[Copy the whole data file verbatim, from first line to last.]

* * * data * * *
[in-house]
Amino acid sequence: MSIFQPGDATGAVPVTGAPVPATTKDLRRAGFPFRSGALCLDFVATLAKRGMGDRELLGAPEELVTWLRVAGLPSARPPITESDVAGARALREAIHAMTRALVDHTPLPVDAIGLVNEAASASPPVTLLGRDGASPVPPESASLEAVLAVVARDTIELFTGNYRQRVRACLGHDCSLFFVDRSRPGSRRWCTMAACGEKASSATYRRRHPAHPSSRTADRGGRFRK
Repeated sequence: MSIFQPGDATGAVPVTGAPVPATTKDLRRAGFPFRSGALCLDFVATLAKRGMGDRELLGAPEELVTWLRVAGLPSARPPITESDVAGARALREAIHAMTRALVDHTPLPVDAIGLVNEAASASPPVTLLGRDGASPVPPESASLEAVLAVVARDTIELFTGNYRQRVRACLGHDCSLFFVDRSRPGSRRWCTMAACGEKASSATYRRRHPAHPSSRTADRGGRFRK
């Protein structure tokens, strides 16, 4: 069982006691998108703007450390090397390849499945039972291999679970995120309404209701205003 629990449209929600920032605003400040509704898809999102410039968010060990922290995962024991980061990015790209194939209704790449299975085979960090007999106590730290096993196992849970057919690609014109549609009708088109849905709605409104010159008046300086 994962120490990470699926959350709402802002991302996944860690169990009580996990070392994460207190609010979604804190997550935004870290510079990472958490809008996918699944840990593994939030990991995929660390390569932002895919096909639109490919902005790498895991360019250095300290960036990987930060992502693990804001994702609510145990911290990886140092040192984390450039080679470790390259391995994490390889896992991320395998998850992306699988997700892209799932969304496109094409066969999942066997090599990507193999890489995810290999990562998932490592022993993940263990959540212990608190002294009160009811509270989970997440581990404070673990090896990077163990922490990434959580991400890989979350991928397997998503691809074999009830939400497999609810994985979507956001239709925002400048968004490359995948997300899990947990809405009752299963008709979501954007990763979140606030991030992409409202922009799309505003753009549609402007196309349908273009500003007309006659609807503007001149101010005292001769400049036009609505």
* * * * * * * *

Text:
[in-house]
Amino acid sequence: MSIFQPGDATGAVPVTGAPVPATTKDLRRAGFPFRSGALCLDFVATLAKRGMGDRELLGAPEELVTWLRVAGLPSARPPITESDVAGARALREAIHAMTRALVDHTPLPVDAIGLVNEAASASPPVTLLGRDGASPVPPESASLEAVLAVVARDTIELFTGNYRQRVRACLGHDCSLFFVDRSRPGSRRWCTMAACGEKASSATYRRRHPAHPSSRTADRGGRFRK
Repeated sequence: MSIFQPGDATGAVPVTGAPVPATTKDLRRAGFPFRSGALCLDFVATLAKRGMGDRELLGAPEELVTWLRVAGLPSARPPITESDVAGARALREAIHAMTRALVDHTPLPVDAIGLVNEAASASPPVTLLGRDGASPVPPESASLEAVLAVVARDTIELFTGNYRQRVRACLGHDCSLFFVDRSRPGSRRWCTMAACGEKASSATYRRRHPAHPSSRTADRGGRFRK
């Protein structure tokens, strides 16, 4: 069982006691998108703007450390090397390849499945039972291999679970995120309404209701205003 629990449209929600920032605003400040509704898809999102410039968010060990922290995962024991980061990015790209194939209704790449299975085979960090007999106590730290096993196992849970057919690609014109549609009708088109849905709605409104010159008046300086 994962120490990470699926959350709402802002991302996944860690169990009580996990070392994460207190609010979604804190997550935004870290510079990472958490809008996918699944840990593994939030990991995929660390390569932002895919096909639109490919902005790498895991360019250095300290960036990987930060992502693990804001994702609510145990911290990886140092040192984390450039080679470790390259391995994490390889896992991320395998998850992306699988997700892209799932969304496109094409066969999942066997090599990507193999890489995810290999990562998932490592022993993940263990959540212990608190002294009160009811509270989970997440581990404070673990090896990077163990922490990434959580991400890989979350991928397997998503691809074999009830939400497999609810994985979507956001239709925002400048968004490359995948997300899990947990809405009752299963008709979501954007990763979140606030991030992409409202922009799309505003753009549609402007196309349908273009500003007309006659609807503007001149101010005292001769400049036009609505």